Report Tracks Where the Dollars Went for Affordable Care Act Grant Funding
Ann Arbor, MI (December 19, 2013)
The Center for Healthcare Research & Transformation (CHRT) today released a report tracking trends in the Patient Protection and Affordable Care Act (ACA) funding. From March 2010 when the ACA became law through the most recent fiscal year ending in September 2013, nearly $15.1 billion in grants was awarded in the United States and District of Columbia. Michigan received $305.4 million in awards, ranking 16th in the U.S. behind the lower population states of Colorado, Kentucky, and Oregon, states that established their own health insurance exchanges.
The issue brief, “Affordable Care Act Funding: An Analysis of Grant Programs under Health Care Reform — FY2010–FY2013,” examines grant programs funded by the ACA, shows how funds have been distributed to states and local organizations, and notes the effects of budget sequestration on future ACA funding.
“This brief is intended to help illuminate the breadth of the ACA. While significant funding is included in the ACA for insurance coverage expansion, there is also considerable funding to increase health care access, support work force development and improve programs for early childhood and public health,” said Marianne Udow-Phillips, director of CHRT.
Community health center expansion—including capital projects—and market reform programs such as state-based health exchanges received the majority of funding nationally.
“Because Michigan opted not to do a state-based insurance exchange, the trend was different than the national trend: total funding for community health centers in Michigan was significantly higher in both 2012 and 2013 than the national rate, while funding for market reform programs was a distant second,” said Udow-Phillips.
Highlights of the brief include:
- Nationally, health centers received $4.9 billion from FY2010 – FY2013. In Michigan, funding for health centers was the largest category of funding, with $124.3 million (40.7 percent), significantly higher than the national rate of 32.4 percent.
- Nationally, market reform programs comprised approximately 29.2 percent of total funding. In Michigan, market reform programs comprised 14.6 percent ($44.5 million) of total ACA funding due largely to the state’s choice to forgo operating its own state health insurance exchange.
- The State of Michigan received the most funding in the state, with $114.8 million from FY2010 – FY2013, for programs such as early childhood home visitation, public health infrastructure, and long-term care demonstration projects.
- The University of Michigan, the state’s second largest recipient, received $13.8 million.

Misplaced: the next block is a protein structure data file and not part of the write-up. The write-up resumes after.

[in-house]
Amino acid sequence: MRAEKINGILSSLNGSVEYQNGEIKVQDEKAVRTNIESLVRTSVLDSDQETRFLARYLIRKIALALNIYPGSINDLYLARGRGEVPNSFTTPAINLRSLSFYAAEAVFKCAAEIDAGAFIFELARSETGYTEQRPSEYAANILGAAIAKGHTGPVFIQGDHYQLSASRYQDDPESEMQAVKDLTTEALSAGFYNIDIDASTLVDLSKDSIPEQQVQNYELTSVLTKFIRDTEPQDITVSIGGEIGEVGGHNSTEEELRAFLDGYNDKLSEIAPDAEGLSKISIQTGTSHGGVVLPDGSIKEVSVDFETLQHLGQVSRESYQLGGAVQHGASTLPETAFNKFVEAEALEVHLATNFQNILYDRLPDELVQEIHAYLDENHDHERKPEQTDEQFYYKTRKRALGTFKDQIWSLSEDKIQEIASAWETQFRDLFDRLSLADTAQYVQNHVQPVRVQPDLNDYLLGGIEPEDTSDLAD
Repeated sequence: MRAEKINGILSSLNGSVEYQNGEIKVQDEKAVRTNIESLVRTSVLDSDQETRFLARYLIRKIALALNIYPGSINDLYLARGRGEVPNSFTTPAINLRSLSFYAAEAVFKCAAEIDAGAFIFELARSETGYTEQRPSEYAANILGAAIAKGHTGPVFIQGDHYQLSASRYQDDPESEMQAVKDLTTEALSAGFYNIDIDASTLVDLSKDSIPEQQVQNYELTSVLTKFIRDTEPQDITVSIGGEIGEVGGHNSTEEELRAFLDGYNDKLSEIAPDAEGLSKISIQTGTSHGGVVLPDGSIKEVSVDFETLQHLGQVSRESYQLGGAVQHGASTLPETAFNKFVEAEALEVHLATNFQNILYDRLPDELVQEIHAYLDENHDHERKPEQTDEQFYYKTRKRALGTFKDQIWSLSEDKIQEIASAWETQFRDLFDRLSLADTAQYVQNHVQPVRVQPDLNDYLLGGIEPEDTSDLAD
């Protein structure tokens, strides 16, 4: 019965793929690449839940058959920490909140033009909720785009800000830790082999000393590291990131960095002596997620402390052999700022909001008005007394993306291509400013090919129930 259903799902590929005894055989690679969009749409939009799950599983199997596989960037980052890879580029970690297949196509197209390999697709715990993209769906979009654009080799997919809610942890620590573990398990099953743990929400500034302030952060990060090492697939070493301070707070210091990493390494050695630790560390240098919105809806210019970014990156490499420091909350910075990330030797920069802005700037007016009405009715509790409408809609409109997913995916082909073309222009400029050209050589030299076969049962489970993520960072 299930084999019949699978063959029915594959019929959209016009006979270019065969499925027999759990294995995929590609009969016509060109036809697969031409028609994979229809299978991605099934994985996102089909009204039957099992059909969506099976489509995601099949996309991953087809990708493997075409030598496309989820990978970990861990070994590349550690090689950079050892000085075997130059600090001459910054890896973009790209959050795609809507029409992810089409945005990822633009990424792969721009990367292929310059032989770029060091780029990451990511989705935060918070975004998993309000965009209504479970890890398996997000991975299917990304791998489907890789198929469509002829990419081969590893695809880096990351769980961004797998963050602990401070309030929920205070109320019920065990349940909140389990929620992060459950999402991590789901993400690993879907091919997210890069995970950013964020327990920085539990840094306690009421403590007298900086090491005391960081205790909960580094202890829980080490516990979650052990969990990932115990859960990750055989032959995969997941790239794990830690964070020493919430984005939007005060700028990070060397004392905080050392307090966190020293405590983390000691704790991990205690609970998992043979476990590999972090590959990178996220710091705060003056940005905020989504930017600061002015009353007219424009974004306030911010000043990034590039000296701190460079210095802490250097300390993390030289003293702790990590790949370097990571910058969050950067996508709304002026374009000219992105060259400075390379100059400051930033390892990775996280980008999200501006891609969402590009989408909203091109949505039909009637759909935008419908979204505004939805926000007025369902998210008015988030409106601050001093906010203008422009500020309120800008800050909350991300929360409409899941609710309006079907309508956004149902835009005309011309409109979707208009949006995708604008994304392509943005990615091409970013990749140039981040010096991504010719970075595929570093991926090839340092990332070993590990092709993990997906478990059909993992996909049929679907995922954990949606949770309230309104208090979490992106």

“ACA grant funding is changing the Michigan’s health care landscape at the community level,” explained Udow-Phillips, citing several examples of ACA-funded projects across Michigan including:
- Michigan’s Department of Community Health received $10 million in FY2013 to build the state’s home visiting program to improve child and maternal health.
- The Sault Ste. Marie Tribe of Chippewa Indians, with service area in seven counties in the eastern Upper Peninsula, received funding to reduce tobacco use and exposure to secondhand smoke and to increase physical activity and healthy eating in communities, tribal worksites, early childhood programs and local schools. Early results include: three casino restaurants, have gone smoke-free and all 5 tribal health center campuses are now tobacco-free. Also two communities and the Tribe have developed non-motorized transportation plans to increase walking and biking in the eastern Upper Peninsula.
- Cherry Street Health Services, a federally qualified health care center in west Michigan, made facility improvements, added two new health center sites, increased access to medical, dental and mental health services, and grew health coverage enrollment services for Medicaid.
- Altarum Institute used an ACA-funded Innovation Grant to work with United Physicians in Oakland County to reduce unnecessary CT and MRI-imaging, thereby reducing patient radiation exposure, misdiagnosis and unnecessary treatment. Altarum plans to introduce a phone app for physicians.
“This is just a sample of the work being done in Michigan as a result of the ACA,” said Udow-Phillips.
For a comparison of ACA funding levels, please read “Affordable Care Act Funding: An Analysis of Grant Programs under Health Care Reform — FY2010–FY2013”, available at chrt.test.
The Center for Healthcare Research & Transformation (CHRT) illuminates best practices and opportunities for improving health policy and practice. Based at the University of Michigan, CHRT is a non-profit partnership between U-M and Blue Cross Blue Shield of Michigan designed to promote evidence-based care delivery, improve population health, and expand access to care.